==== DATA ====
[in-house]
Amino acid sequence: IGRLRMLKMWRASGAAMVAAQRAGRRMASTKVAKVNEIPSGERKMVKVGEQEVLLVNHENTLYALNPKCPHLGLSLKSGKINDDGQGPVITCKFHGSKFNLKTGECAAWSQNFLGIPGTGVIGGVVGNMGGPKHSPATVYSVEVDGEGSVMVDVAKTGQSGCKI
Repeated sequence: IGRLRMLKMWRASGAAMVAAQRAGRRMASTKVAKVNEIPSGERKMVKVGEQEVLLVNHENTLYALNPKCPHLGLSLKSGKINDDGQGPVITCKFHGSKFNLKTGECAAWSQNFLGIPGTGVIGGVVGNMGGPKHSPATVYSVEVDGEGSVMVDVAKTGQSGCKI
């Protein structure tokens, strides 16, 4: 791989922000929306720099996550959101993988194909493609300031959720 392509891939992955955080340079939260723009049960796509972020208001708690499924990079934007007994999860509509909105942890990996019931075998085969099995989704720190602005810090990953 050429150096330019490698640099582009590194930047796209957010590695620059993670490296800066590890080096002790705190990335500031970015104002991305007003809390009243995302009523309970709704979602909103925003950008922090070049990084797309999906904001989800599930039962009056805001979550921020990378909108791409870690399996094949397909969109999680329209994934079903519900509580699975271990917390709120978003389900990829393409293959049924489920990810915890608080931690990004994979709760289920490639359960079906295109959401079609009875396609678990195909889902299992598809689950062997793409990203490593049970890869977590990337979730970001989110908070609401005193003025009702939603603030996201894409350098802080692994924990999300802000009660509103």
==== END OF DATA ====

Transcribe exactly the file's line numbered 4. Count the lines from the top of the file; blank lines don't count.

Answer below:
């Protein structure tokens, strides 16, 4: 791989922000929306720099996550959101993988194909493609300031959720 392509891939992955955080340079939260723009049960796509972020208001708690499924990079934007007994999860509509909105942890990996019931075998085969099995989704720190602005810090990953 050429150096330019490698640099582009590194930047796209957010590695620059993670490296800066590890080096002790705190990335500031970015104002991305007003809390009243995302009523309970709704979602909103925003950008922090070049990084797309999906904001989800599930039962009056805001979550921020990378909108791409870690399996094949397909969109999680329209994934079903519900509580699975271990917390709120978003389900990829393409293959049924489920990810915890608080931690990004994979709760289920490639359960079906295109959401079609009875396609678990195909889902299992598809689950062997793409990203490593049970890869977590990337979730970001989110908070609401005193003025009702939603603030996201894409350098802080692994924990999300802000009660509103």